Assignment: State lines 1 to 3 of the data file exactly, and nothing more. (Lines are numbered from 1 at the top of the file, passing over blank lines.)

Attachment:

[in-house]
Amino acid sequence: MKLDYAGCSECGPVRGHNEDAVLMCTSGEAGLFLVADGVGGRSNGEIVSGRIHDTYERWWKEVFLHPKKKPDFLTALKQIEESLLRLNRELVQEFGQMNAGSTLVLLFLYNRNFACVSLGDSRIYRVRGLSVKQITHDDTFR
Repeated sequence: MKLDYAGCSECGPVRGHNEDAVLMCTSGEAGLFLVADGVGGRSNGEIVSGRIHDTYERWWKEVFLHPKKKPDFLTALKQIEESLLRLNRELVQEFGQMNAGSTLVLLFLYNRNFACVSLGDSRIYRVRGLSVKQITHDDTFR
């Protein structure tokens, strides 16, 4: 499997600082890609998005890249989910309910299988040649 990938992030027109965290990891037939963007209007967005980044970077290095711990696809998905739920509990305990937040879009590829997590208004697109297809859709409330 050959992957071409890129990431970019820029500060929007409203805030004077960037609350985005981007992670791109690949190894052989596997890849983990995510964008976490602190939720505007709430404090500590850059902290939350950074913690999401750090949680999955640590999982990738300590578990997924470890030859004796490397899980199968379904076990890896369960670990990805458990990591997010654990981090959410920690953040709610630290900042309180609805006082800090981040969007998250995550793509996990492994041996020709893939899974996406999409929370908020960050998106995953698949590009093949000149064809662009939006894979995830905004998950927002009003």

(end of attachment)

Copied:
[in-house]
Amino acid sequence: MKLDYAGCSECGPVRGHNEDAVLMCTSGEAGLFLVADGVGGRSNGEIVSGRIHDTYERWWKEVFLHPKKKPDFLTALKQIEESLLRLNRELVQEFGQMNAGSTLVLLFLYNRNFACVSLGDSRIYRVRGLSVKQITHDDTFR
Repeated sequence: MKLDYAGCSECGPVRGHNEDAVLMCTSGEAGLFLVADGVGGRSNGEIVSGRIHDTYERWWKEVFLHPKKKPDFLTALKQIEESLLRLNRELVQEFGQMNAGSTLVLLFLYNRNFACVSLGDSRIYRVRGLSVKQITHDDTFR